One thing I wanted to accomplish while I had free time this summer was to burn my fireplace Blu-Ray disk and have it play from my server to the TV. I did not realize how troublesome this would be.
It all started when our Blu-Ray player died. I was playing the fireplace Blu-Ray but when I inserted the Nintendo Switch the TV automatically switched from the Blu-Ray to the Switch and the Blu-Ray player didn’t like that since it started saying there was no disk in the slot when there was.
This is a preview of
The Saga of Burning my Blu-Ray Fireplace to File for TV
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It is 3:55 AM on Friday May 4th, 2018.
It took some time to find a solution that would make me happy in using this new laptop. It is small, there is very limited space and after hitting a number of roadblocks yesterday I stumbled into a wonderful solution.
Although I was happy with the size and weight of this laptop I wasn’t happy with the OS and bloatware. Windows took up just about all of the space and after installing the very necessary antivirus and malware blocker I was left with only about 2 gigabytes. It also ran pretty slow as Norton Antivirus was taking up nearly half of the cpu with its constant scanning.
Well, what started out as simply desire to use my old Nokia RAZR to limit the influence of social media, tracking and all the invasive aspects of the internet has become one of privacy and reducing the influence of the internet in my life.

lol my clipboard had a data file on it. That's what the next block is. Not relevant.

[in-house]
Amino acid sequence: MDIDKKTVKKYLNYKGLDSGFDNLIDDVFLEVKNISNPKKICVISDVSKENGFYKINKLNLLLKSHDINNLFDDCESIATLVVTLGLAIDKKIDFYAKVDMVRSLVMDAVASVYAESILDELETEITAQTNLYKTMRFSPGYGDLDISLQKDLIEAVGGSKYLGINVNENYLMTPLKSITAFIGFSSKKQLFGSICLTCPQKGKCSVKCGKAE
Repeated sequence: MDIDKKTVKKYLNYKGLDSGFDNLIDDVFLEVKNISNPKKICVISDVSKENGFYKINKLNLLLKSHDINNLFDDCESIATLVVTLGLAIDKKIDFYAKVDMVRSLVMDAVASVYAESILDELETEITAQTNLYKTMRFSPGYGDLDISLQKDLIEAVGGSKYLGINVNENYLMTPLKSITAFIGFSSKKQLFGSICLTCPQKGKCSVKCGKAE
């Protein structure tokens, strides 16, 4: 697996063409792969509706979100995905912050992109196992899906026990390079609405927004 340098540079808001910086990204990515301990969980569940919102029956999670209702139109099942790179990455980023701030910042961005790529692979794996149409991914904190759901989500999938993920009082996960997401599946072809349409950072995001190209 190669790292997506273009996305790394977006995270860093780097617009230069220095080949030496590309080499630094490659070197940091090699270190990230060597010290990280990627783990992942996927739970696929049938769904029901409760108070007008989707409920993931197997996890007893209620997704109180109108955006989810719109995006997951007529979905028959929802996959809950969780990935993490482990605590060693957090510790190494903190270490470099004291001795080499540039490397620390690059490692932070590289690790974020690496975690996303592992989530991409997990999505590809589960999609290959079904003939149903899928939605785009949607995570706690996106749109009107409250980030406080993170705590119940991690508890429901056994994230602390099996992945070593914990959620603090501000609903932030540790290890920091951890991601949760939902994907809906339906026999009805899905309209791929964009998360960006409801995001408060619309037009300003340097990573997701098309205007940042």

As I mentioned previously, I wasn’t really enjoying the internet anymore. This sounds like a silly thing to say and it is mostly my fault because I was visiting the same websites, doing the same social media and everything felt stagnant. Also, within the past couple months I’ve learned how little control over my data I actually have; this was underlined by Mark Zuckerberg’s appearance before congress. And so I dug into this a little more and learned that Facebook is bad, but Google is much worse.
I’m excited about the internet again, but this time in limiting its invasive aspects instead of adding new.
Privacy and the amount of information companies such as Facebook and Google have on their users has been brought to the forefront with the Cambridge Analytica debacle. This has been a catalyst for me to reevaluate how I use the internet and where I want to go from here.